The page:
Of course, you are far, far from alone in your assumptions. My own son asserted that boys were smarter than girls when he was six. He now understands that’s not accurate and the dangers of gross generalizations and prejudice. I just hope I’ve educated him with love, not by pressing his hand to the third rail. Perhaps you have some advice for me there?

I would be interested in having a conversation about whether or not it makes sense to mandate unconscious bias training for all promotion committees, and a number of other suggestions you make. BUT I’m not eager to have that conversation with a person who indicated, perhaps without meaning to or even really believing it, that I’m likely to be stupider and more neurotic than he is.

Not being obnoxious doesn’t mean you have to become Ruinously Empathetic, as you indicated in what you wrote. I agree that it’s a terrible mistake to be so concerned for somebody else’s feelings that you can’t point out a problem when you see one. But thinking you must choose between Obnoxious Aggression and Ruinous Empathy is just a false dichotomy. You don’t.

Of course much worse than caring so much we don’t challenge or challenging so hard we forget to care is Manipulative Insincerity, what happens when we neither care nor challenge but fume silently. And all too often the current climate of gender politics pushes both men and women to be manipulatively insincere on the topic. I am guessing that is in part what you were reacting to and why you wrote as you did. In today’s legal climate, it’s hardly surprising that Google fired you for writing what you did; if your words had gone unchallenged many people would have felt the company was not doing enough to prevent a hostile work environment. I’ll confess I wouldn’t want to work as your peer or your employee after what you wrote. However, my offer of coaching does stand if you’d like it. That’s because I believe the laws that have been put in place to protect women from discrimination sometimes make open conversations in which we explore ideas (and get some things wrong) too dangerous. That is a shame and I’d like to find a way forward. And get your thoughts on that as well.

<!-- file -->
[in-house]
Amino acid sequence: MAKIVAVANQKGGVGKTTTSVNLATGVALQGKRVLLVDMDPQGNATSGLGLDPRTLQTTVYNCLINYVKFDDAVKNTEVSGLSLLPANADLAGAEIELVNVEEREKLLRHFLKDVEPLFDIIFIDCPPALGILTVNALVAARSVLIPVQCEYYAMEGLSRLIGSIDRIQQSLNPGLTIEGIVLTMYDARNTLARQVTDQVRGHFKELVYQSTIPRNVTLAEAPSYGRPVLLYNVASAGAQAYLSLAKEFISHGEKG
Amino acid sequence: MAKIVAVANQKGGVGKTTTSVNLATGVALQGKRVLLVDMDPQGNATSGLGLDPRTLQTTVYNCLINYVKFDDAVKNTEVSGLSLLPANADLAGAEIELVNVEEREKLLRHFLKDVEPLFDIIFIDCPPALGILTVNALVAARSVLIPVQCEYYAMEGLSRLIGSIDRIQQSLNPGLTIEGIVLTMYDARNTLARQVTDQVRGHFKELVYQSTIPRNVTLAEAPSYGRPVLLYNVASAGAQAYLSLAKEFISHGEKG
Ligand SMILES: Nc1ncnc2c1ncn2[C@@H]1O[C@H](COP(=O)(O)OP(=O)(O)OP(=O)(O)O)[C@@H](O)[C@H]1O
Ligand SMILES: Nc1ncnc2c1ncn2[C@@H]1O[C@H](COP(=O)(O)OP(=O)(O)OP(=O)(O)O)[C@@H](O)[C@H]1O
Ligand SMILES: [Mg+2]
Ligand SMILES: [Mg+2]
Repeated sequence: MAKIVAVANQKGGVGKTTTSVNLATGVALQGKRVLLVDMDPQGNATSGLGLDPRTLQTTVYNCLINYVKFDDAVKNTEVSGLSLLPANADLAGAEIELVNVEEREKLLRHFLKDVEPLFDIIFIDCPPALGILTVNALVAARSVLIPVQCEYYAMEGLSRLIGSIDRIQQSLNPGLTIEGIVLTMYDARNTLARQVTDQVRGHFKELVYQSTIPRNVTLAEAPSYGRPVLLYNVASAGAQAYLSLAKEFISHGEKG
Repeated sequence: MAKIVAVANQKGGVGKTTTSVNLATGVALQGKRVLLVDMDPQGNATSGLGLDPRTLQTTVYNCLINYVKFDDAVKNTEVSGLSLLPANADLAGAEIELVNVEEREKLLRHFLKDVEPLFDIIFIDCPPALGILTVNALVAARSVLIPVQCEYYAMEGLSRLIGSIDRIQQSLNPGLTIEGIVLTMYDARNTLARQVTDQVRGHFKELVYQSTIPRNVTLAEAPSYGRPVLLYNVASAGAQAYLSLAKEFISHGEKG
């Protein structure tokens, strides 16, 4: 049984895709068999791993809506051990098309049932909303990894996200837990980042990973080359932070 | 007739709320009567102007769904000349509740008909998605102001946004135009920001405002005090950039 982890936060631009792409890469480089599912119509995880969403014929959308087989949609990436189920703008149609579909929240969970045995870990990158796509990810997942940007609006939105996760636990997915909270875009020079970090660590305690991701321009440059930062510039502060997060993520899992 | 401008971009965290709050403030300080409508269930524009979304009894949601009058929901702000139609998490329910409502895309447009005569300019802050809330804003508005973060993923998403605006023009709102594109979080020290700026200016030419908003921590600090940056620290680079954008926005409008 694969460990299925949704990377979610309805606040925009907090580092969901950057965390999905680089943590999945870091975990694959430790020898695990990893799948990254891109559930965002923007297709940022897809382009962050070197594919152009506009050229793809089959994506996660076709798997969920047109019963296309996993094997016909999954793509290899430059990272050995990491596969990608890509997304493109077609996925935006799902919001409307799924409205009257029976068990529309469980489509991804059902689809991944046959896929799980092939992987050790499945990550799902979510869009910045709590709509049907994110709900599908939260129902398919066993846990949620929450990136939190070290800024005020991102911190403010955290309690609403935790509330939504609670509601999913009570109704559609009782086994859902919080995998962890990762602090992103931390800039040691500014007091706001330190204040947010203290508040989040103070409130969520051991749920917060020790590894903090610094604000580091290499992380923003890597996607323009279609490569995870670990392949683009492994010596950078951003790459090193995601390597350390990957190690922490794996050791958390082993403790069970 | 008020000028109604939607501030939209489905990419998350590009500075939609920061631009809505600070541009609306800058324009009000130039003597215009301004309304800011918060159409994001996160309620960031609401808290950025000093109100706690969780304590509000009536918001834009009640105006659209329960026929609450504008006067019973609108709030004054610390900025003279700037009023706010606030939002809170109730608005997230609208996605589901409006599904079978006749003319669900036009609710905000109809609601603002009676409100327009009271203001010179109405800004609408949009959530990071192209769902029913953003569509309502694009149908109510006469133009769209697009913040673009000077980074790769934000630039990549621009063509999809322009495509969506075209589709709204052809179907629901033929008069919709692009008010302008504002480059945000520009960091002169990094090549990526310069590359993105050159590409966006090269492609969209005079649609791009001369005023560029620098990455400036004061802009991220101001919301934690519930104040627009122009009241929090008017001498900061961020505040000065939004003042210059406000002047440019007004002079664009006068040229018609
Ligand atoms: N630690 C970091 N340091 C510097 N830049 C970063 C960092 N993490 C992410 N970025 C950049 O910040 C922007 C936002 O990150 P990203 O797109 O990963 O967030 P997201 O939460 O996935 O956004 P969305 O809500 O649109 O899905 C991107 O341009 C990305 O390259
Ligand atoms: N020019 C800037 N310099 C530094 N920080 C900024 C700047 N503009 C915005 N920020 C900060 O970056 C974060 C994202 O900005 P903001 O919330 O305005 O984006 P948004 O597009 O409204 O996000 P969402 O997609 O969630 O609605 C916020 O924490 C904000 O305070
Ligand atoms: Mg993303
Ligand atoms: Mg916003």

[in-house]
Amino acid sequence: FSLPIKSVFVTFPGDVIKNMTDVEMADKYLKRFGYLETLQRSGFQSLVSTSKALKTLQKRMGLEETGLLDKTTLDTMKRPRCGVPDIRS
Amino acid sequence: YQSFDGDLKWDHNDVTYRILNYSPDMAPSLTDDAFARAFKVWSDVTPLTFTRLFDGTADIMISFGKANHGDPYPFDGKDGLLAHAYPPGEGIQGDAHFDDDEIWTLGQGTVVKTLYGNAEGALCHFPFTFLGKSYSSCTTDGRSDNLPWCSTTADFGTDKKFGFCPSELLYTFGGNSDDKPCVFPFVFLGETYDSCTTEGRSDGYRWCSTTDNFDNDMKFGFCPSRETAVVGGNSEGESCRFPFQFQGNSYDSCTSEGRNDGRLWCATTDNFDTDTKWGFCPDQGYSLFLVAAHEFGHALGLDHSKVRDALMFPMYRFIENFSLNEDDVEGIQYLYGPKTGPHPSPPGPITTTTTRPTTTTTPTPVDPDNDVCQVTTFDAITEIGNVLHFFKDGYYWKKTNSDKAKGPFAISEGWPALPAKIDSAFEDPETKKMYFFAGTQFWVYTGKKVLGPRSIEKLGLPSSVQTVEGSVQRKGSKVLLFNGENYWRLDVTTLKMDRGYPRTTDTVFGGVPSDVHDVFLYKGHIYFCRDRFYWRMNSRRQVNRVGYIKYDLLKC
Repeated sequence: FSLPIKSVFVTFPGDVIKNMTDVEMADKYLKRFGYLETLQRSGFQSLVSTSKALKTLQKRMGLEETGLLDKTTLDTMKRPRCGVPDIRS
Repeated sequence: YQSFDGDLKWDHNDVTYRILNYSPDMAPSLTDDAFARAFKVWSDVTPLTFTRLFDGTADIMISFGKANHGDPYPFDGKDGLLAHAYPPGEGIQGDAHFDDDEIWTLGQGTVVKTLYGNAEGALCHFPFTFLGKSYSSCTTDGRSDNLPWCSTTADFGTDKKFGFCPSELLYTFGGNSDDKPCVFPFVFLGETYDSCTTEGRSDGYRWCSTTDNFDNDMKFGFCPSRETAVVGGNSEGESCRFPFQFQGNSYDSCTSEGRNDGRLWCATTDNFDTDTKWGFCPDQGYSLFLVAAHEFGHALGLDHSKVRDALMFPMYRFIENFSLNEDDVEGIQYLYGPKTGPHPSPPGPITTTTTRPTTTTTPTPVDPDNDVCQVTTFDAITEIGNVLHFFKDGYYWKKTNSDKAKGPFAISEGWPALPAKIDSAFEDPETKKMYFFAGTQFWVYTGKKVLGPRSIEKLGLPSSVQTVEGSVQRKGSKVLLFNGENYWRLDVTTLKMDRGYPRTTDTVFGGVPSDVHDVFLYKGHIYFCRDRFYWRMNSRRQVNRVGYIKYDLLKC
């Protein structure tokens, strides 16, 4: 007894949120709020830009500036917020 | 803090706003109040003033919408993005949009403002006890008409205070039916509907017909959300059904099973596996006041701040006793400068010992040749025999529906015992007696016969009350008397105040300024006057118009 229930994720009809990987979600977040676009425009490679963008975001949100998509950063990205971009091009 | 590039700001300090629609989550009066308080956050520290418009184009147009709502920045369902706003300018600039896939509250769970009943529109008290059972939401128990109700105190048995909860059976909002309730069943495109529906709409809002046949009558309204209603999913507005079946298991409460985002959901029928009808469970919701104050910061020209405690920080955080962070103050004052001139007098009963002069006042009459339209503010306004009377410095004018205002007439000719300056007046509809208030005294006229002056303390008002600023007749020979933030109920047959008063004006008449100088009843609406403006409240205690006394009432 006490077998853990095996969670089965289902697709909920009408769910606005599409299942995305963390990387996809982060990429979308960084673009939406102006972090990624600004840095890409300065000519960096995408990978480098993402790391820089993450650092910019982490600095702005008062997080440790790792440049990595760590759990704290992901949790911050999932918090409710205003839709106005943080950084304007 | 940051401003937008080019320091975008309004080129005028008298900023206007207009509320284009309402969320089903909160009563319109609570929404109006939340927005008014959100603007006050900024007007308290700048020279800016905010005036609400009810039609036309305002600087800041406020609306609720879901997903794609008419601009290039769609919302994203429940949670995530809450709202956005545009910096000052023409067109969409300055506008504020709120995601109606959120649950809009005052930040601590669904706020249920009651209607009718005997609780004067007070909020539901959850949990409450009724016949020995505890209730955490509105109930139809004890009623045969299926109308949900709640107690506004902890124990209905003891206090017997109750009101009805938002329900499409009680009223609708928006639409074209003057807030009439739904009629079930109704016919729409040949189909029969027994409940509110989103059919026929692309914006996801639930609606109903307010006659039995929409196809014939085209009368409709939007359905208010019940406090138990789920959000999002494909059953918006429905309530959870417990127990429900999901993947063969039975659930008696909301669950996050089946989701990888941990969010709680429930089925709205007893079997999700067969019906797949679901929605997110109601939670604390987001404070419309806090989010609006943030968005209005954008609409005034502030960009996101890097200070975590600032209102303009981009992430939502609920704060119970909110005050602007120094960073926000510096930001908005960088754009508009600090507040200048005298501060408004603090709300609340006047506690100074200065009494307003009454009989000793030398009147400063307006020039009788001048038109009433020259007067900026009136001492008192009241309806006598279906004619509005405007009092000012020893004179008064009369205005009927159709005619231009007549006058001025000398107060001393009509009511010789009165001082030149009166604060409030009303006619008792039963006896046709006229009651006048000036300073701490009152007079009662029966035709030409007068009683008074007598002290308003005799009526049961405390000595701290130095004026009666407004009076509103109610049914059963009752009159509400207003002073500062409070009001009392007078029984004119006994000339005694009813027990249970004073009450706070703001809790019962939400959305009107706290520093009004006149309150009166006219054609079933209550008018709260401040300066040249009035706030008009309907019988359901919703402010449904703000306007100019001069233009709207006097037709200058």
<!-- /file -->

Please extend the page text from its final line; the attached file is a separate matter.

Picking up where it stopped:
You don’t have to become emotionally unengaged to avoid Ruinous Empathy. When you pretend the emotional factors that govern all of us–even you–don’t exist, you don’t become more rational, you just fall prey to self-deception and become a worse communicator. You don’t need to choose between your mind and your emotions. You can be the master of both. You can care and challenge.

Google’s founders showed how to do that at a company meeting in 2004 when an engineer asked why Google’s executives were spending so much time getting a daycare set up. Why was it such a priority? There were a lot of abstract reasons given, but the best answer was Larry’s. He said, to the best of my memory, “Well, Susan just returned from maternity leave. We love working with her, and if she wants to come back to work, we want to make it as easy as possible for her.” Susan figured out how to make brand advertising work at Google, a multi-billion- dollar business, and she’s now CEO of YouTube. I’d say that explaining the decision through an anecdote was more effective than stats, and that building the daycare center paid off, wouldn’t you?